They won their first award this year for Formal Methdos in Molecular Biology.

    Link:
    http://www.dagstuhl.de/en/program/calendar/semhp/?semnr=09091

    “Now, the centre includes 25 research personnel, an international, multidisciplinary—computer science, physics, chemistry, mathematics, theoretical biology, electronic engineering—assemblage that includes three senior researchers, three researchers, nine junior researchers, seven Ph.D. students, and three developers.”

    The lab is fascinating as well…
    CoSBi – Computational Systems Biology Lab – CompScie research

    This confirms that science is only now truly beginning to make substantial entry points into the Code. Understanding the need for formal systems logic. Only a Computer Scientist, like Gates could look at the cell and see software. IBM sees it too. They’re spending billions along with many other companies in this race.

    Think if your company was the first to unlock a formalized language system for modeling our molecular reality? It would be greater than any current company’s findings in history. It blows rocket science away for a long time.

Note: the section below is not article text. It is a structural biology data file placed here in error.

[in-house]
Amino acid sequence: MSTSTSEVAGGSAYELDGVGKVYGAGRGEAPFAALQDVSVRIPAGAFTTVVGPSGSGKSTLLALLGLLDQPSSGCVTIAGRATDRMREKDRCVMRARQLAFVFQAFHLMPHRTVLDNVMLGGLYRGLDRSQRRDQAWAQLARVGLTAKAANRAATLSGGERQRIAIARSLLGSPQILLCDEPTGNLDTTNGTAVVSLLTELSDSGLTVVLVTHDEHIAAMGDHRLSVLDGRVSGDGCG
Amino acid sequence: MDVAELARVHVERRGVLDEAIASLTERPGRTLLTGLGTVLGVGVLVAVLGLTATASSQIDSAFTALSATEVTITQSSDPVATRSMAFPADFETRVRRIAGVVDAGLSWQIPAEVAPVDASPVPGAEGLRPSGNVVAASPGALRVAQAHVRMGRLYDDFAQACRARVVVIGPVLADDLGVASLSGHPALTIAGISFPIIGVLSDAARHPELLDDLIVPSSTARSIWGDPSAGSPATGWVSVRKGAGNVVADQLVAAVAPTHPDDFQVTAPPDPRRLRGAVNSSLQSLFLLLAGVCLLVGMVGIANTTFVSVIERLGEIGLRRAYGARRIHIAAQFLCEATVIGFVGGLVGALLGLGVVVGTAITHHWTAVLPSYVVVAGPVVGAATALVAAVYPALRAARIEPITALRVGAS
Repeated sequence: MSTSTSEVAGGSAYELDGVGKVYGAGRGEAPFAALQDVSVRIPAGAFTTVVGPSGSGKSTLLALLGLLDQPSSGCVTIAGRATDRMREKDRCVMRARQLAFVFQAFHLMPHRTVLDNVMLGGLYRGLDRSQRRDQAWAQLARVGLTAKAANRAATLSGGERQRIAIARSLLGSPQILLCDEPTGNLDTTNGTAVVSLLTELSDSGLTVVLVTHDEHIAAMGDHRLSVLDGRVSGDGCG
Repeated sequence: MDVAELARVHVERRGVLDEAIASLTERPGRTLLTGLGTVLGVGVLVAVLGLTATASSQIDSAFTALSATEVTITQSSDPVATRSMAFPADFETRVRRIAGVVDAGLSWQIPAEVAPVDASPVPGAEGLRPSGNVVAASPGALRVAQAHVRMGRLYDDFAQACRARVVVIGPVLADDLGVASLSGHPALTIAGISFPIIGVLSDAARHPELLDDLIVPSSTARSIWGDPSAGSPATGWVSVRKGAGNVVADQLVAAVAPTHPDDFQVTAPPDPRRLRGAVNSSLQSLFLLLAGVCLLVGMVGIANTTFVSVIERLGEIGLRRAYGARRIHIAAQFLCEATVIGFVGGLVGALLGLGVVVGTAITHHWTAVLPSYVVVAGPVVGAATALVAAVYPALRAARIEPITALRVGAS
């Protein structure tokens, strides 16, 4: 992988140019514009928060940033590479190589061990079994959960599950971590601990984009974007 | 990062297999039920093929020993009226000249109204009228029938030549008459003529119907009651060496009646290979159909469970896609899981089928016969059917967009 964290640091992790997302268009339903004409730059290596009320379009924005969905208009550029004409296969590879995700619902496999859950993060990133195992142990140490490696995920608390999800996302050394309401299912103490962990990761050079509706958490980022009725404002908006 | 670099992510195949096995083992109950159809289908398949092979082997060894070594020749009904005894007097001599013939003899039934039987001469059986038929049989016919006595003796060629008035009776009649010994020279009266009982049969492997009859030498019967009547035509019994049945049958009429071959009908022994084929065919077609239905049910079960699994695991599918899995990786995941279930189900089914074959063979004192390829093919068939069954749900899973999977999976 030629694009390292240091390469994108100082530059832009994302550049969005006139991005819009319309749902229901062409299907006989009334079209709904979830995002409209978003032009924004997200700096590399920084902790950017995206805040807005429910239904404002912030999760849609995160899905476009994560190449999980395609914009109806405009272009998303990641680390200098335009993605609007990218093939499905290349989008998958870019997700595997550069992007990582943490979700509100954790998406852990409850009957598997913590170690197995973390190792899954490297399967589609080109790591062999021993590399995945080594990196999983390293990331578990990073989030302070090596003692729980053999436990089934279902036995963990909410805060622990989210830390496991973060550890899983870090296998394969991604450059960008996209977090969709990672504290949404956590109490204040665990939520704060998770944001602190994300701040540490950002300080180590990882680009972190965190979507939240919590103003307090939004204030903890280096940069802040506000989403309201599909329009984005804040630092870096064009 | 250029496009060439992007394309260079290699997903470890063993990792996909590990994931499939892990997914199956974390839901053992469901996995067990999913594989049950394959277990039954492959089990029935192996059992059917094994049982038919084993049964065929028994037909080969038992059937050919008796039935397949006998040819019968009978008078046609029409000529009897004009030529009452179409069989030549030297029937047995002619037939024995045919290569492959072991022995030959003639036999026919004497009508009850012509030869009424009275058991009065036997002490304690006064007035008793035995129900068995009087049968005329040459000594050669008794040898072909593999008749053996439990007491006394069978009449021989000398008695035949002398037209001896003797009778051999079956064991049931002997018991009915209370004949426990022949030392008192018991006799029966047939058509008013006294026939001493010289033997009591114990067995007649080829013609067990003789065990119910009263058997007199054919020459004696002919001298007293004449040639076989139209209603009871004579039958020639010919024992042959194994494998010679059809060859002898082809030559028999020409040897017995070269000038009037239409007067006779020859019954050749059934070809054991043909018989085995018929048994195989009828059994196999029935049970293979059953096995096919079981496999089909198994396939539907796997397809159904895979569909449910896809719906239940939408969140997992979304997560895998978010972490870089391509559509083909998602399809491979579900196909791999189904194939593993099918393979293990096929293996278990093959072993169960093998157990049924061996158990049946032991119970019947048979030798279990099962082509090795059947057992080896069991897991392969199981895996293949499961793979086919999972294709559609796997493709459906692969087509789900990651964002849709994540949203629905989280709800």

Truly good stuff. I recommend checking out their lab, their goals, and their ideas about how to model biological systems through a series of network programs.

    The two main goals of CoSBi are understanding biology(or enhancing it through cures) and enchancing computer science

    Now that is telling for our future. Gates and everyone involvded understands the race is on to improve computer systems, we need to learn how to compress information like DNA in a double helix and dynamically access it by multiple programs and network architecture that never stops replicating itself.

    Cool!

  2. I thought I’d share a their statements regarding how they view biology, the current state of research and what is needed for the future.

    Computing and biology have been converging over the past two decades. At first, biological research approached computing under the push of technological needs, leading to the development of bioinformatics.

    More recently, the intriguing relationship between the philosophical aspects of computing and the digital roots of biological information processing has fostered a peer-to-peer crosstalk of the two sciences, and computer science is joining mathematics, chemistry and physics as a foundational pillar of systems biology.